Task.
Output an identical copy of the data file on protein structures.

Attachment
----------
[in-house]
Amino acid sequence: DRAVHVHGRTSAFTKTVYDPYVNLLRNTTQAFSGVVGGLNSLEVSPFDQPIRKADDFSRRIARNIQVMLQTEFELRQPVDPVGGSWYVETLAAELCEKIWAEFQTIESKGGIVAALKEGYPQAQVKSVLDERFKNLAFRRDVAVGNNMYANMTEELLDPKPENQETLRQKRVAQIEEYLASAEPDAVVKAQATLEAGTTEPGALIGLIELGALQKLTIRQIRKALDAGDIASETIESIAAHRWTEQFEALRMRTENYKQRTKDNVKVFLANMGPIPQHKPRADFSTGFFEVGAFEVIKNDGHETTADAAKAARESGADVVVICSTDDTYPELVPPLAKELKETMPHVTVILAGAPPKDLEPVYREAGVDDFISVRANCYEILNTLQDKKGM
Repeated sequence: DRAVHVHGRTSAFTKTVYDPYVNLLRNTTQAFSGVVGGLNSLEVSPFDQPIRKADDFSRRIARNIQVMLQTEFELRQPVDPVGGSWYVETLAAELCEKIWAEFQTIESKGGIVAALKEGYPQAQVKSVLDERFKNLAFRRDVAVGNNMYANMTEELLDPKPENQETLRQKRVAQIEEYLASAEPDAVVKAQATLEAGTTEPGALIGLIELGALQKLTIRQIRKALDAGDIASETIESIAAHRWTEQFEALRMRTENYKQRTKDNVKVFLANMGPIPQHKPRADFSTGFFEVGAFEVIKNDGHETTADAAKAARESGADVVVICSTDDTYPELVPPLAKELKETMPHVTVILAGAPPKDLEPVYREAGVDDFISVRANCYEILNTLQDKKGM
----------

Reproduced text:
[in-house]
Amino acid sequence: DRAVHVHGRTSAFTKTVYDPYVNLLRNTTQAFSGVVGGLNSLEVSPFDQPIRKADDFSRRIARNIQVMLQTEFELRQPVDPVGGSWYVETLAAELCEKIWAEFQTIESKGGIVAALKEGYPQAQVKSVLDERFKNLAFRRDVAVGNNMYANMTEELLDPKPENQETLRQKRVAQIEEYLASAEPDAVVKAQATLEAGTTEPGALIGLIELGALQKLTIRQIRKALDAGDIASETIESIAAHRWTEQFEALRMRTENYKQRTKDNVKVFLANMGPIPQHKPRADFSTGFFEVGAFEVIKNDGHETTADAAKAARESGADVVVICSTDDTYPELVPPLAKELKETMPHVTVILAGAPPKDLEPVYREAGVDDFISVRANCYEILNTLQDKKGM
Repeated sequence: DRAVHVHGRTSAFTKTVYDPYVNLLRNTTQAFSGVVGGLNSLEVSPFDQPIRKADDFSRRIARNIQVMLQTEFELRQPVDPVGGSWYVETLAAELCEKIWAEFQTIESKGGIVAALKEGYPQAQVKSVLDERFKNLAFRRDVAVGNNMYANMTEELLDPKPENQETLRQKRVAQIEEYLASAEPDAVVKAQATLEAGTTEPGALIGLIELGALQKLTIRQIRKALDAGDIASETIESIAAHRWTEQFEALRMRTENYKQRTKDNVKVFLANMGPIPQHKPRADFSTGFFEVGAFEVIKNDGHETTADAAKAARESGADVVVICSTDDTYPELVPPLAKELKETMPHVTVILAGAPPKDLEPVYREAGVDDFISVRANCYEILNTLQDKKGM